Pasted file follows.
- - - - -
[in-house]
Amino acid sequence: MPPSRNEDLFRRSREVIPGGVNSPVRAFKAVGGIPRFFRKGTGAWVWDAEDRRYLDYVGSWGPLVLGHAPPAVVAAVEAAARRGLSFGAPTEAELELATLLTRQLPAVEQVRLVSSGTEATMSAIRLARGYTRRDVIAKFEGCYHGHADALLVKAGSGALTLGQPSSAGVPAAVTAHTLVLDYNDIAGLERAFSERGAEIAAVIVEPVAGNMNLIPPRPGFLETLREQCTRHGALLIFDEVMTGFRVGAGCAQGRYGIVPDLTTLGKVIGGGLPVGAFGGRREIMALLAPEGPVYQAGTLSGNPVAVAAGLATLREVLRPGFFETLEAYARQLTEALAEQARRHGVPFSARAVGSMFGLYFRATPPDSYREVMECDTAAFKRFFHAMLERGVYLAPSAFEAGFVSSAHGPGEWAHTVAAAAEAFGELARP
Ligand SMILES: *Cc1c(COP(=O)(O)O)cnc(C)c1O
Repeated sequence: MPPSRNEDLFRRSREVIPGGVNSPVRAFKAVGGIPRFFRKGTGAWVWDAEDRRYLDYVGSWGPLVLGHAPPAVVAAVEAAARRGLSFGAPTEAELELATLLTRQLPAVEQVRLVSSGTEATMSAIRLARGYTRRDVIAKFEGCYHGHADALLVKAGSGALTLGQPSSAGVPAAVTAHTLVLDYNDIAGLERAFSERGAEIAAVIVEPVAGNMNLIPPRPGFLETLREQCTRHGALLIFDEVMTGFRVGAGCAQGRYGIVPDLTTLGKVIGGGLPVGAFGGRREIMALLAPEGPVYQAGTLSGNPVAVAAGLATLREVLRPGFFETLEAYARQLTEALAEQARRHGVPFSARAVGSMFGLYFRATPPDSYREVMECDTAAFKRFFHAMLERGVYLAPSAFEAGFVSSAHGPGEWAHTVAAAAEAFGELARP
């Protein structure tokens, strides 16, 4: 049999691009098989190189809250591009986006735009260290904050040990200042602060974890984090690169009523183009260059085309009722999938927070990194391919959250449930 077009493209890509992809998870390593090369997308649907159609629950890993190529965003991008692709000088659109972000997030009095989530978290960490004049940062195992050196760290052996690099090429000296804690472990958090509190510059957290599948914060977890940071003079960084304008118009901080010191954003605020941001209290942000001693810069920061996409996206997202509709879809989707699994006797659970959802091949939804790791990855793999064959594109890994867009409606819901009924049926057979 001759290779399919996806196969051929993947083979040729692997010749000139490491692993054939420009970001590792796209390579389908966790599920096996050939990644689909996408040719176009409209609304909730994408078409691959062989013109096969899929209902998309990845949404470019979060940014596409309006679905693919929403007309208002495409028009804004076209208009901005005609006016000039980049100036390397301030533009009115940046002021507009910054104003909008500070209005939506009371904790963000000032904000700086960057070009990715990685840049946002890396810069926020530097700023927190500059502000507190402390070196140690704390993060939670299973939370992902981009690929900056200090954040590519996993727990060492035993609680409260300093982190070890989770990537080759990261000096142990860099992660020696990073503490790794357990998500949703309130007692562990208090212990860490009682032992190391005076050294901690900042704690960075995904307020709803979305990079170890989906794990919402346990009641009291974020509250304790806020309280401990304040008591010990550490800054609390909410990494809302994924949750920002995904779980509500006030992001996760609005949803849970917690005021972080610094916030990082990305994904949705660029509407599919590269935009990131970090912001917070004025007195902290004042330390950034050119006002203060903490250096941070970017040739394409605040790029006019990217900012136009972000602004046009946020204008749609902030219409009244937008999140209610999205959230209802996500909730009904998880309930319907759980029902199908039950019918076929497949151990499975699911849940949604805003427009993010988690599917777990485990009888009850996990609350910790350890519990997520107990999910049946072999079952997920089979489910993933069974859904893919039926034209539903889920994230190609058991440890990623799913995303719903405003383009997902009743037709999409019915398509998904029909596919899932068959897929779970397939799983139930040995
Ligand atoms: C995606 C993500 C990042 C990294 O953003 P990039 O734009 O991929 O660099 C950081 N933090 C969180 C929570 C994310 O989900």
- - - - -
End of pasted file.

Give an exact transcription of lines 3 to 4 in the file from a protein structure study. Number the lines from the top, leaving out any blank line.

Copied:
Ligand SMILES: *Cc1c(COP(=O)(O)O)cnc(C)c1O
Repeated sequence: MPPSRNEDLFRRSREVIPGGVNSPVRAFKAVGGIPRFFRKGTGAWVWDAEDRRYLDYVGSWGPLVLGHAPPAVVAAVEAAARRGLSFGAPTEAELELATLLTRQLPAVEQVRLVSSGTEATMSAIRLARGYTRRDVIAKFEGCYHGHADALLVKAGSGALTLGQPSSAGVPAAVTAHTLVLDYNDIAGLERAFSERGAEIAAVIVEPVAGNMNLIPPRPGFLETLREQCTRHGALLIFDEVMTGFRVGAGCAQGRYGIVPDLTTLGKVIGGGLPVGAFGGRREIMALLAPEGPVYQAGTLSGNPVAVAAGLATLREVLRPGFFETLEAYARQLTEALAEQARRHGVPFSARAVGSMFGLYFRATPPDSYREVMECDTAAFKRFFHAMLERGVYLAPSAFEAGFVSSAHGPGEWAHTVAAAAEAFGELARP